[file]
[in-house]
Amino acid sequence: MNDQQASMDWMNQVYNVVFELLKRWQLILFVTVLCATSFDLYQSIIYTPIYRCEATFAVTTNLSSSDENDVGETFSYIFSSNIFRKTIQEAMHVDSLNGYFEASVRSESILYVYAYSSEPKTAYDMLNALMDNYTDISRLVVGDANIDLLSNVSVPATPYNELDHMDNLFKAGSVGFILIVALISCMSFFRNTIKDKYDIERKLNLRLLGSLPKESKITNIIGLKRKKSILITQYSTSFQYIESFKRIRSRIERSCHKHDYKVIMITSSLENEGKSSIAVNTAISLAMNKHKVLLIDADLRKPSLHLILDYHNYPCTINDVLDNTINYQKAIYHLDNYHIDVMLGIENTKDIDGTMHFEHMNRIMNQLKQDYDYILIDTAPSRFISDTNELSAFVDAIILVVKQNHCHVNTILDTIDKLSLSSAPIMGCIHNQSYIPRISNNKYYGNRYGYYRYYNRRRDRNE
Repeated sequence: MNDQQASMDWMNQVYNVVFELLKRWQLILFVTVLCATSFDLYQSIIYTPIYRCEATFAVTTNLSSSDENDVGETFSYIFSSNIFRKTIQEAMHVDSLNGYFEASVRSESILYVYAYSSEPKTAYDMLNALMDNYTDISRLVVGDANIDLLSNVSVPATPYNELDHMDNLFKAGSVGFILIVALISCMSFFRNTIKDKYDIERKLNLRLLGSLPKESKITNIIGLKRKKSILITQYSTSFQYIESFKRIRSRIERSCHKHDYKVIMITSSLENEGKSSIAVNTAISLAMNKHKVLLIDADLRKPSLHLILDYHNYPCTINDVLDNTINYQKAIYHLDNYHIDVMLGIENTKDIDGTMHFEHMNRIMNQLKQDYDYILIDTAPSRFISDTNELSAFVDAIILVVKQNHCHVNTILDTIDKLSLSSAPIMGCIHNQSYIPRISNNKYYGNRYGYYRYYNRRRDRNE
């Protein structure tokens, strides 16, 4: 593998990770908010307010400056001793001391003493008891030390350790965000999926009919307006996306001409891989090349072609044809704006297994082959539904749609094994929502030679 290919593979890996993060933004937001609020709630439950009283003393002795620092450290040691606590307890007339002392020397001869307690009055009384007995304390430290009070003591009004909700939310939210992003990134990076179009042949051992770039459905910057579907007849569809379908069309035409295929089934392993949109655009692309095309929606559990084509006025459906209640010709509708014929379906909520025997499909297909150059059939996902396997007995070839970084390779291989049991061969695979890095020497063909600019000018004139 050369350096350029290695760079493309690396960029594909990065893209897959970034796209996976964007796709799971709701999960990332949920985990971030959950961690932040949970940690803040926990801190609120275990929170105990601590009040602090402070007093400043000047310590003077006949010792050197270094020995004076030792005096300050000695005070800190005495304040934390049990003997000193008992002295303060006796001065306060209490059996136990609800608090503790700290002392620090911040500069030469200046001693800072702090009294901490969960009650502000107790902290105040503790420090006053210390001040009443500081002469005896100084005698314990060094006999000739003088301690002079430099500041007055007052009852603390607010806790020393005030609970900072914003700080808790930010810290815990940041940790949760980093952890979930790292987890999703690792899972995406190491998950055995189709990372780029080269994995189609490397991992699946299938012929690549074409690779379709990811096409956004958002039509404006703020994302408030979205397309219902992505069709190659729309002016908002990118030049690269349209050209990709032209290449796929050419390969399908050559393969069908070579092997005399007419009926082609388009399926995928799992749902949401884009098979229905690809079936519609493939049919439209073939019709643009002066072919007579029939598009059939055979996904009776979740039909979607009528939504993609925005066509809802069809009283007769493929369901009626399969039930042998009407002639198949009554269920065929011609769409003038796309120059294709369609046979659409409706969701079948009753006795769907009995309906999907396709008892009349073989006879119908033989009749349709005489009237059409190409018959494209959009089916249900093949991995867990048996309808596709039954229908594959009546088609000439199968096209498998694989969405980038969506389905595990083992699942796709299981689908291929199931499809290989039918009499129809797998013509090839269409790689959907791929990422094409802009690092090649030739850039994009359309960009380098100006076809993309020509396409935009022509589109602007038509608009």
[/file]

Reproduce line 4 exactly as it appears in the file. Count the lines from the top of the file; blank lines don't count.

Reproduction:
């Protein structure tokens, strides 16, 4: 593998990770908010307010400056001793001391003493008891030390350790965000999926009919307006996306001409891989090349072609044809704006297994082959539904749609094994929502030679 290919593979890996993060933004937001609020709630439950009283003393002795620092450290040691606590307890007339002392020397001869307690009055009384007995304390430290009070003591009004909700939310939210992003990134990076179009042949051992770039459905910057579907007849569809379908069309035409295929089934392993949109655009692309095309929606559990084509006025459906209640010709509708014929379906909520025997499909297909150059059939996902396997007995070839970084390779291989049991061969695979890095020497063909600019000018004139 050369350096350029290695760079493309690396960029594909990065893209897959970034796209996976964007796709799971709701999960990332949920985990971030959950961690932040949970940690803040926990801190609120275990929170105990601590009040602090402070007093400043000047310590003077006949010792050197270094020995004076030792005096300050000695005070800190005495304040934390049990003997000193008992002295303060006796001065306060209490059996136990609800608090503790700290002392620090911040500069030469200046001693800072702090009294901490969960009650502000107790902290105040503790420090006053210390001040009443500081002469005896100084005698314990060094006999000739003088301690002079430099500041007055007052009852603390607010806790020393005030609970900072914003700080808790930010810290815990940041940790949760980093952890979930790292987890999703690792899972995406190491998950055995189709990372780029080269994995189609490397991992699946299938012929690549074409690779379709990811096409956004958002039509404006703020994302408030979205397309219902992505069709190659729309002016908002990118030049690269349209050209990709032209290449796929050419390969399908050559393969069908070579092997005399007419009926082609388009399926995928799992749902949401884009098979229905690809079936519609493939049919439209073939019709643009002066072919007579029939598009059939055979996904009776979740039909979607009528939504993609925005066509809802069809009283007769493929369901009626399969039930042998009407002639198949009554269920065929011609769409003038796309120059294709369609046979659409409706969701079948009753006795769907009995309906999907396709008892009349073989006879119908033989009749349709005489009237059409190409018959494209959009089916249900093949991995867990048996309808596709039954229908594959009546088609000439199968096209498998694989969405980038969506389905595990083992699942796709299981689908291929199931499809290989039918009499129809797998013509090839269409790689959907791929990422094409802009690092090649030739850039994009359309960009380098100006076809993309020509396409935009022509589109602007038509608009």